Argentina's Julian Alvarez during training with teammates in Doha. (Reuters)
They say the first goal in any game is the most important – but what about the second?
For Argentina, Qatar 2022 has been a tournament where that second goal has been crucial. Against Saudi Arabia it went to the underdogs, sparking a famous comeback; in victories over Poland and Australia, at has come courtesy of Julian Alvarez, sealing essential wins.
“I tried to prepare myself physically, mentally for when the moment comes to me, to take advantage of it and help my teammates as much as possible,” Alvarez told FIFA, talking of how he had to settle for a seat on the bench in Lionel Scaloni’s first two team selections.
Appearing as a substitute against Saudi Arabia and Mexico, ‘La Arana’ (The Spider) was not concerned about having to wait for a starting position alongside fellow stars of the show Lionel Messi and Alexis Mac Allister.
“I’m happy,” he said. “I always say that I try to train to the maximum to be at 100 per cent, to be available to the coach and to help my teammates whenever it is my turn.
“I had been doing that for a while at my club, obviously thinking about the World Cup and of course the national team. (Against Poland and Australia) I have had more minutes; I went from less to more, as I had to do at River Plate and now Manchester City.
“Now it’s the same in the national team too. In such an important tournament with few games, you have to be efficient as a team.”
Alvarez has had a dream start to his career as a professional footballer. Moving from River Plate’s junior side to the senior set-up, the then 18-year-old appeared in the 2018 Copa Libertadores decider, defeating rivals Boca Juniors.
The following year, Alvarez netted in a 3-0 win over Central Cordoba in the Copa Argentina 2019 final. These formative years are what have shaped Argentina’s in-form forward, and Alvarez says he owes his childhood club for his new-found fame.
“I am grateful to the club because, since I arrived aged 16, they have helped me a lot,” he said. “Every coach and the people who surround the club instilled in me many values; they have made me grow as a person, as a player and well, and a large part of being here I owe to River Plate.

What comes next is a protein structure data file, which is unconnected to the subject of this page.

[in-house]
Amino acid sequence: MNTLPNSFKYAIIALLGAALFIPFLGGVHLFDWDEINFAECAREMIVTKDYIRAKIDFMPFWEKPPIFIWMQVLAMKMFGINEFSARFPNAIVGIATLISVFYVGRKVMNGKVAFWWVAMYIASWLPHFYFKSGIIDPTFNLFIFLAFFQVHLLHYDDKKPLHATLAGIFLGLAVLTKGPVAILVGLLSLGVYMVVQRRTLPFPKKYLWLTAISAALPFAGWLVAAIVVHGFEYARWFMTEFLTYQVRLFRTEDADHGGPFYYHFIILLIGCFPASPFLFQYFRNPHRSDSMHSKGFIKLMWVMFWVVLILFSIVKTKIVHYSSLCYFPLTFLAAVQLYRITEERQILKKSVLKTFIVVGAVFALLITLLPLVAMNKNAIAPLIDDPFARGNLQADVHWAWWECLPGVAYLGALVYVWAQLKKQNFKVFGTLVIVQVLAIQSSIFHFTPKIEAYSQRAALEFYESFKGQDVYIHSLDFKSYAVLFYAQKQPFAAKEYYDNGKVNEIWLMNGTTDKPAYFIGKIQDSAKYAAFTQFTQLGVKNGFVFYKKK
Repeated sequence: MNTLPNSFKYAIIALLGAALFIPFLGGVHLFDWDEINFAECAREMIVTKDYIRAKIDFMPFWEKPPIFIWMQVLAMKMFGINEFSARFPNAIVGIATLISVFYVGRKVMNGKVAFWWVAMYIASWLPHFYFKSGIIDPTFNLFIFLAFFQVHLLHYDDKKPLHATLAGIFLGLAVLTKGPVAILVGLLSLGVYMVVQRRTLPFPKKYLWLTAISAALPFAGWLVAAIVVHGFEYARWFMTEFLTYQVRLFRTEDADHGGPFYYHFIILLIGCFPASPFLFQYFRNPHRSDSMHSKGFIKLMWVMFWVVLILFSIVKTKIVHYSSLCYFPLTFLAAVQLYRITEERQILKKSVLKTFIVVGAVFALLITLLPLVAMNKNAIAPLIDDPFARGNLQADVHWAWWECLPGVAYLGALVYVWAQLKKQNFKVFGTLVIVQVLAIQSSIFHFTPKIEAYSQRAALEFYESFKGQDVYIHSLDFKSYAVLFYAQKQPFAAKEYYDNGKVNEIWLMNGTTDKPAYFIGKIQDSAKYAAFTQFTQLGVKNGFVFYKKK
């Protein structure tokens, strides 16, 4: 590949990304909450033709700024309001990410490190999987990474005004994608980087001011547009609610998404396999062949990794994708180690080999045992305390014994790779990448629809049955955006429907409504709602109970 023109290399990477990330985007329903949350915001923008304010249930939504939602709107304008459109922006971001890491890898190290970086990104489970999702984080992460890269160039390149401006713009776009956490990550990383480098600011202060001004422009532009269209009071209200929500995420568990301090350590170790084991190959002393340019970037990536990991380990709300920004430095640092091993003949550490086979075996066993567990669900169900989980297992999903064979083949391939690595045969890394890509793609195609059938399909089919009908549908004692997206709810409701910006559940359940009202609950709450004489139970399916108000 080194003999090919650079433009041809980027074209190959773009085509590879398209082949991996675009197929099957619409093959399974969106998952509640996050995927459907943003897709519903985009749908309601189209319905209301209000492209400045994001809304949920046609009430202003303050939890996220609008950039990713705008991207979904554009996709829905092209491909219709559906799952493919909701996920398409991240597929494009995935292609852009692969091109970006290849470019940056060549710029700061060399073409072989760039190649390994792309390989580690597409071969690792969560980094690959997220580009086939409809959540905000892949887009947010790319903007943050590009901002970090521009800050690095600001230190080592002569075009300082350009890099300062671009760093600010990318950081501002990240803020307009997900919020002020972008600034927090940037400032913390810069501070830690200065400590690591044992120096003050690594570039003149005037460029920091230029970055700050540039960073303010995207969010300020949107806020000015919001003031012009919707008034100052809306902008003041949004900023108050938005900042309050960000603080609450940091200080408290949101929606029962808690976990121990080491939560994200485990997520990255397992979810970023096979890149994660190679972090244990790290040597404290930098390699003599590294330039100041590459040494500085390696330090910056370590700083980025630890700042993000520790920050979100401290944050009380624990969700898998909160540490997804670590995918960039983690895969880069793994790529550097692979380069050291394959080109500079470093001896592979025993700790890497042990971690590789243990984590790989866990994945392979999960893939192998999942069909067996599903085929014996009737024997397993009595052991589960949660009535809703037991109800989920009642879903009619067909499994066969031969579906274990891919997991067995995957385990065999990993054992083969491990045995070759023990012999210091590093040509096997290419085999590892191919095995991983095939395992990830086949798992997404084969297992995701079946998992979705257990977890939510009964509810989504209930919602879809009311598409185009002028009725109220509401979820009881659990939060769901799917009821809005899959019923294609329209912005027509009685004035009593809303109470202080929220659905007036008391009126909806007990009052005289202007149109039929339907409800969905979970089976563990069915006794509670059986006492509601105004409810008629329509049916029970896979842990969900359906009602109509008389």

“They continue to believe, to trust, to support. We feel a lot of love and we are going to leave everything on the field to give them (Argentina fans) a lot of happiness.”
The River alumni now plays his club football under Pep Guardiola, who had words of encouragement for the Argentina side when Alvarez first joined the squad.
“It was one of the first days I got to Manchester and the Portuguese players, Rodri, and Pep were talking about the World Cup and possible [winning] candidates,” he said. “They talked about Portugal, other European teams, and Brazil.
“With Pep, because I’d just arrived, I didn’t say anything – I didn’t talk much – but he pointed out to me that Argentina had a good team.”
To match Guardiola’s predictions, Alvarez and Argentina must overcome Netherlands, and Alvarez is confident the Albiceleste can progress.
“We know that they have great players, that Netherlands are a great and strong team, but with our weapons and doing what we have been doing, we believe that we can have a great match to go through the semi-finals.
“Obviously the dream is always there and we always want to achieve everything, but as we always say: step by step. We know it’s a difficult game, but obviously to enter the semi-finals, to be among the four best in the world, it would be something very important for us as a group and for the country. It would give us incredible joy.”